Characterization of the Role of dadA in Pseudomonas aeruginosa Virulence Factor Production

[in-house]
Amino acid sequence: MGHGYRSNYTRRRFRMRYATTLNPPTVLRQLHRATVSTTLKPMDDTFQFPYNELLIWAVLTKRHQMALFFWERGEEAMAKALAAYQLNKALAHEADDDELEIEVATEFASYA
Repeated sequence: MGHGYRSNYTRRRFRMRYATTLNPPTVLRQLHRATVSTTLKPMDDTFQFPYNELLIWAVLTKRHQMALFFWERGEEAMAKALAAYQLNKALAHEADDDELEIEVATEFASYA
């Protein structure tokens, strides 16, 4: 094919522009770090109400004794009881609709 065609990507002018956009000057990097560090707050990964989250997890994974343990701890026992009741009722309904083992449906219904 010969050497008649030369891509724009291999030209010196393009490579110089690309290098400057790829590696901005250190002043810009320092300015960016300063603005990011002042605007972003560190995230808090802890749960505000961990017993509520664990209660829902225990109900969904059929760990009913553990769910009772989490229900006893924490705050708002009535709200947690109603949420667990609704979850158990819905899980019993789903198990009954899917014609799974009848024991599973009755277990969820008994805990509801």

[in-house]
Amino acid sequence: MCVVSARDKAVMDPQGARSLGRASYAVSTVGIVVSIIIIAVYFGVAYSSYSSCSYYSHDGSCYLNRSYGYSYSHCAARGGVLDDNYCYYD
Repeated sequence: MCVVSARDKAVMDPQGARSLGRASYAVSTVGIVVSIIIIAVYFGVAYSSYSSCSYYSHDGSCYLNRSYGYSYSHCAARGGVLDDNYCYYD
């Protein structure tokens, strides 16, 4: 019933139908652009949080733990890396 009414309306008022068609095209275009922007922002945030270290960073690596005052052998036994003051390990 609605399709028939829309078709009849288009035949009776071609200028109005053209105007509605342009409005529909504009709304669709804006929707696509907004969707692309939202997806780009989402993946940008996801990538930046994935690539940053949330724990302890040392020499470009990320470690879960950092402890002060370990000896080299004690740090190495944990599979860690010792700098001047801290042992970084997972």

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Chronic Pseudomonas aeruginosa infections remain the leading cause of lung dysfunction and mortality in Cystic Fibrosis (CF) patients. Many other bacteria reside within the CF lung, but P. aeruginosa utilizes novel strategies that allow it to colonize the CF lung as the predominant bacterial pathogen. We determined previously that FRD1, a CF P. aeruginosa isolate, requires dadA for optimal hydrogen cyanide (HCN) production, while PAO1, an acute isolate of P. aeruginosa, does not. In order to better understand the increased significance of dadA in FRD1 physiology, we characterized the contribution of the dad operon to virulence factor production by FRD1 and PAO1. The dad operon contains two genes, dadA and dadX, which encode for enzymes required for the catabolism of alanine. dadA encodes for a putative D-amino acid dehydrogenase, while dadX encodes for an alanine racemase. In this study, we determined that dadA is required for optimal production of alginate, pyocyanin, pyoverdine, rhamnolipid, and biofilm formation by FRD1, as well as optimal virulence of FRD1 in an alfalfa seedling model of infection, while dadX is not. In contrast, dadA is required only for optimal rhamnolipid production by PAO1. In an attempt to explain the dadA phenotype, L- and D-alanine levels were quantitated, but the results were inconclusive. Taken together, the results indicate that dadA plays a pleiotropic role in the production of important virulence factors by CF isolates of P. aeruginosa.
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